The lone exception: the Bulls and Connecticut (31-22, 14-9) finishing in a tie for first. In that case, UConn gets the regular season title and No. 1 tournament seed by virtue of a series win against USF last weekend. The Huskies host East Carolina on Saturday.
"I just told the guys they scored nine runs tonight, and none of those get to carry over to tomorrow," said Bulls coach Mark Kingston, whose program never has won twice in the same season at UCF. …
In a span of roughly four weeks, new USF men's basketball coach Brian Gregory and his staff replenished their decimated roster.
During four sleep-deprived weeks of recruiting and evaluating, new USF men's coach Brian Gregory somehow landed nine recruits and one house.
At this stage, he's far more familiar with the specs and dimensions of his new guys than his new digs.
"The (west Tampa) house we're moving into next week, I've been to once," Gregory acknowledged Thursday. "My wife did all that."
In stunningly short order, Gregory and his staff managed to replenish a roster reduced to four scholarship players in the wake of a dreadful 2016-17 season resulting in the early-January dismissal of Coach Orlando Antigua.
The incoming class (listed here) comprises six players (three freshmen, three transfers), not counting three graduate transfers whom Gregory's still not at liberty to discuss. All except two are expected to be eligible for the 2017-18 season.
Gregory described it as four frenetic weeks of traveling, evaluating, phoning and caffeinating.
"It was non-stop. I mean, it was all day and all night on the phone," the native Chicago North Sider (and Cubs fan) said.
"There were times in there where we could get out, so now we're flying, driving, going to see as many of these kids as we could. ... So if we weren't on the phone or in the gym or watching film, then we were in the staff room going down our list and trying to put the guys in order in terms of priority list.
"The thing I'm comfortable with, in each one of those areas, those kids were our top priorities. So I feel good about that."
Though reticent to single out any signee, Gregory acknowledged being more than a little surprised at some of the players the Bulls were able to acquire. Seven-foot-2 Serbian Nikola Scekic, who played briefly at New Mexico, was fresh off a national title season at Hutchinson (Kan.) Community College.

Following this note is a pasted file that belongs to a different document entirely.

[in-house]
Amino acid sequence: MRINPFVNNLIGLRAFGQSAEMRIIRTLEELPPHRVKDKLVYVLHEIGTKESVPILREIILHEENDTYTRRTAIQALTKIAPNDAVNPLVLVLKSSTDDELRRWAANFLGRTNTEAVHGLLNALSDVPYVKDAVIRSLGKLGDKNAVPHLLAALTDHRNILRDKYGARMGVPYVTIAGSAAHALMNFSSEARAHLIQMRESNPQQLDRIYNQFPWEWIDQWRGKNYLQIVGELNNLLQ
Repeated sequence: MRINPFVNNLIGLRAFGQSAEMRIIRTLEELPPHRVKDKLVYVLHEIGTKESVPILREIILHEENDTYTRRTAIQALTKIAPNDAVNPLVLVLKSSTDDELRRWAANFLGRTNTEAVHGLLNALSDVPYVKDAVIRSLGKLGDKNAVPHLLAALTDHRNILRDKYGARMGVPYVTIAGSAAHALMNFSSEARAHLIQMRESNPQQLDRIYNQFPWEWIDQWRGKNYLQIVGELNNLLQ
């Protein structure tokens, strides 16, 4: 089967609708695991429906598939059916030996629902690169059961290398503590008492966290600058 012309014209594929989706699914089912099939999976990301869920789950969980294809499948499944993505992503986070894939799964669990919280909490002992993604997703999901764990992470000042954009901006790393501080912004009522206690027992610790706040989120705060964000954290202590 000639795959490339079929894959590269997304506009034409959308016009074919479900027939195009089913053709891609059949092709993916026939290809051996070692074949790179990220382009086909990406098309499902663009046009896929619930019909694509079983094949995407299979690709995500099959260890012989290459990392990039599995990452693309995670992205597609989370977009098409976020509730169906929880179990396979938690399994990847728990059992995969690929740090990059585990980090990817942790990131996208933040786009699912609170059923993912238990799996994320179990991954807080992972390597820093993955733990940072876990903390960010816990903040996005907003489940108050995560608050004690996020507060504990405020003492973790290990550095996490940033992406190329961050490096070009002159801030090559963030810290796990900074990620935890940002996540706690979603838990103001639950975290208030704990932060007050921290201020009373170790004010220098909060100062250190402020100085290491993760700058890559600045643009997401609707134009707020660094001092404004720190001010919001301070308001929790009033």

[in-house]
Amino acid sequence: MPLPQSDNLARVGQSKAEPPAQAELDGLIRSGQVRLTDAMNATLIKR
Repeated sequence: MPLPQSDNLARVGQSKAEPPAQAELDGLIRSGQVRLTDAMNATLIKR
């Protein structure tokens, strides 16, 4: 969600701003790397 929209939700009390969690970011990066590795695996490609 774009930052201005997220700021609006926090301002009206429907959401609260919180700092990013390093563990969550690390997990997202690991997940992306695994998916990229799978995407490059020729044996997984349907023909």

And Gregory -- a former longtime Michigan State staffer -- distinctly remembers a conversation with veteran Spartans assistant Dwayne Stephens about Bulls incoming freshman Alexis Yetna.
He said, 'That kid's a junkyard dog, man, he's like a Michigan State player,'" Gregory recalled.
"So when you add all those things up, yeah, you can get involved in guys, but to finish the job like that, that's where the staff just did an unbelievable job."
USF right-hander Phoenix Sanders and the Bulls head to UCF later this week tied atop the American Athletic Conference standings.
Only five days remain in the regular season, but a logjam remains atop the American Athletic Conference standings.
Logjam? Who are we kiddding? It's a mess. More than a mess, a paradox: The end is in sight, but a lot of baseball remains, if you catch our drift.
Scenarios abound, and USF -- seeking the program's first conference title in 21 years -- finds itself smack in the middle of most of them. Because we couldn't locate a calculus professor to help break it all down, we turned to somebody who looks a little like one: USF baseball radio voice Mike Lefko (We kid).
With Lefko's assistance, we've determined the most plausible scenarios. Here goes:
* The Bulls and UCF have matching 13-8 conference records entering their three-game series in Orlando starting Thursday. If Houston drops two of three at home against Cincinnati and UConn loses its series to Memphis, the Bulls or the Knights win the regular season title.
* If USF and Houston finish tied, the Bulls win the conference title by virtue of winning two of three against the Cougars earlier this month.
* If USF and UConn finish tied, the Huskies win the conference by virtue of taking two of three from the Bulls last weekend.